And, for even more good news, I am working instead on a book that will become a guided journal for rainforest minds. It will guide you in deepening your understanding of yourself through writing and drawing prompts and inspirational quotes/memes that will be fun, deep-diving, and healing. I will include some of my own personal journal entries as examples. This new book will be the third in a trilogy where you acquire self-understanding, self-acceptance, and then discover your path(s) to the future and to finding your particular rainforest-y way to create a better world.

So, my sweetest, dearest rainforesters, this is part one of the Love Posts. There will at least be one more where I write more specifically about relationships and partnerships. (And share more of your quotes.) Let us know what you think so far. I didn’t actually plan to share so much about me! Eek! But I suspect it might be helpful. Yes? Thank you, as always, for commenting. We are doing the love tango here for sure.


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What Does Exceptional Giftedness Look Like In A Teen?

If you or your people are still wondering if giftedness exists or if identifying gifted children is only a way to create division and increase inequality, let me introduce you to Judith.

She was a 16-year-old high school senior attending honors classes at a local university. Dark-haired, brown-eyed, fast talking, and extremely intense, she came to see me after her mother, Priya, had called to say she was worried Judith was socially isolated, depressed, and not academically challenged.

(photo by agung pratamah, Unsplash)

At our first meeting, Judith said she felt like a freak. She was driven to learn about, oh, everything and extremely lonely. Her peers did not share her passions. Even while attending college classes, she was disappointed to find much of the coursework unchallenging although there were a few professors who pushed her beyond where she thought she could go and who were deeply enthusiastic about their area of study. She loved those teachers.

Judith told me she was bullied in elementary school. Her enthusiasm for learning was misinterpreted as bossiness or condescension by educators and the other children. She would turn in book reports that were much longer than required and wrote 50 page prologues to highly imaginative novels she wrote in her spare time. She designed complex games at recess that confused the other kids.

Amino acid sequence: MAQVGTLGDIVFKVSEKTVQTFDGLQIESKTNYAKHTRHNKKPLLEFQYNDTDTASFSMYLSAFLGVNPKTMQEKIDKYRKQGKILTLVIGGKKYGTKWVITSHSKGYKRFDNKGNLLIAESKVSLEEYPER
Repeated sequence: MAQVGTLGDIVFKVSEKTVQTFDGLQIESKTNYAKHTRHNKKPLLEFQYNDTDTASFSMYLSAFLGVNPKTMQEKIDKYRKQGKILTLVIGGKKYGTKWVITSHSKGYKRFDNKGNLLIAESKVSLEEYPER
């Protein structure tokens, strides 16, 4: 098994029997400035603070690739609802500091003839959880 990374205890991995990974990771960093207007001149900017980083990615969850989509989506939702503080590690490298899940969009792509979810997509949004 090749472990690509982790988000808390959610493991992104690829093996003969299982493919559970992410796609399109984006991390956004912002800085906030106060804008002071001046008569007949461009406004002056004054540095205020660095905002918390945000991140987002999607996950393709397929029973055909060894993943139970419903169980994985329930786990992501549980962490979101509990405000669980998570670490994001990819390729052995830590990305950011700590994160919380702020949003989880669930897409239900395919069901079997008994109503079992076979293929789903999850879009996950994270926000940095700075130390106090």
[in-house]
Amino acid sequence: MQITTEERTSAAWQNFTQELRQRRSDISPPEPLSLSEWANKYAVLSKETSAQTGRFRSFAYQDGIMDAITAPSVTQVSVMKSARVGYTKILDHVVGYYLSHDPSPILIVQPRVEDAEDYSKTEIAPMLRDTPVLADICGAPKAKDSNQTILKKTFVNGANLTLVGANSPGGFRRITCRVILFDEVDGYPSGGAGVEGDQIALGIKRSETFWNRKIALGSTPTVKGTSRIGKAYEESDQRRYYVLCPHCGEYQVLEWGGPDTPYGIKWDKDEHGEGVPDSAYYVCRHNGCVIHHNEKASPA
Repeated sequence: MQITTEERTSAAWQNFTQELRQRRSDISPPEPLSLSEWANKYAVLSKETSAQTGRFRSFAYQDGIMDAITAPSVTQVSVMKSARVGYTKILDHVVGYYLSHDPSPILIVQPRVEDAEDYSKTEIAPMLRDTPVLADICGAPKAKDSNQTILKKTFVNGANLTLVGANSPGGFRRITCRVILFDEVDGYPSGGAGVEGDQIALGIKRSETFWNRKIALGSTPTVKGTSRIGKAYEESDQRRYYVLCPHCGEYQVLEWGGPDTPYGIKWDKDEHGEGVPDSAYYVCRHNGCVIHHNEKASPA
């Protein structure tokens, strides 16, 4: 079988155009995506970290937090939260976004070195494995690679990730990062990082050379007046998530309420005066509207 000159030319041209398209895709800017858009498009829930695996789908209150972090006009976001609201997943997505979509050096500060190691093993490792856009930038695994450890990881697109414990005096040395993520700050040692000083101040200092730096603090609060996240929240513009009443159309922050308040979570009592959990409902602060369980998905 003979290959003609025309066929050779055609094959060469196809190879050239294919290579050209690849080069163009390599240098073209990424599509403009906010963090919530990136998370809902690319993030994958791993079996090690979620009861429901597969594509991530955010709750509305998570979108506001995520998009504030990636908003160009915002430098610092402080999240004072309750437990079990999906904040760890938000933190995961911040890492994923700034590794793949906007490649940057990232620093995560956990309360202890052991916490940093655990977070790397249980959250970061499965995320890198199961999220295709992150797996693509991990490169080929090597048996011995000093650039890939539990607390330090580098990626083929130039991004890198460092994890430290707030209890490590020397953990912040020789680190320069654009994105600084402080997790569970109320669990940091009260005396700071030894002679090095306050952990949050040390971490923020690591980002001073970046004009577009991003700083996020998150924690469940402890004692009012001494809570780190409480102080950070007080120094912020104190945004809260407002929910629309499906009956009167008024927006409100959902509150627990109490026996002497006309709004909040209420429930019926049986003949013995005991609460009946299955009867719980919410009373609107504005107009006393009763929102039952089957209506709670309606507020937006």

Like many gifted humans I have known, Judith needed intellectual stimulation as much as she needed air. Even though she was clear about that need, she resisted the gifted label. She would explain that she was intensely aware of her shortcomings. She was also offended by what she called the “elitism” of the word.

At one session, in her fast-paced, animated style, Judith explained her love of philosophy, sciences, and mathematics. I did the best I could to comprehend the theories and examples and wished I could have provided more feedback on the substance of what she was saying, but her grasp of these topics was beyond me. It was easy to see how lonely her world might be. Many adults, including me, had little or no exposure to this level of intellectual content and complexity. I wondered if I really was capable of helping this young woman, whose Corvette mind could leave my VW bus brain in the dust.

And with whom could she share her excitement about the prospect of taking free MIT classes online? Where could she talk about her intuitive insights and her deep spiritual connection with nature? Where could she disclose her extraordinary fear of failure or her avoidance of activities she could not master quickly? Probably not with the other kids spending hours on TikTok.

Like other gifted kids I have known, Judith’s emotions were explosive at times and she struggled with perfectionism and procrastination. She said, “I don’t want to turn in crappy work that isn’t up to my one hundred percent.” She would also run out of time on assignments when she would get caught up in exploring something intellectually fascinating. Educators and parents often misinterpret these high standards and curiosity as laziness or obstinance. The powerful emotions can be misjudged as immaturity.

In our sessions, we talked about the beauty of and value in exquisite quality and yet we also looked for ways to determine what assignments and projects needed the highest standards, and which ones could just get completed adequately and efficiently. We made lists of ways to self-soothe and manage frustration and anger, including looking at triggers, emotional needs, sensitivities, and hormones. We used her own creativity and intuitive depth to concoct visual and auditory experiences that were both comforting and empowering.

Judith needed self-acceptance and a sense of her own worth and agency to navigate a world that often misunderstood and even rejected her. She was slowly building more resilience. Her love and knowledge of astronomy, physics, language, and philosophy, along with her intuition and spirituality, began to strengthen her sense of self and her place in the world. After meeting with me over a few months, Judith was also able to understand the importance, even necessity, of acknowledging her identity as a gifted human.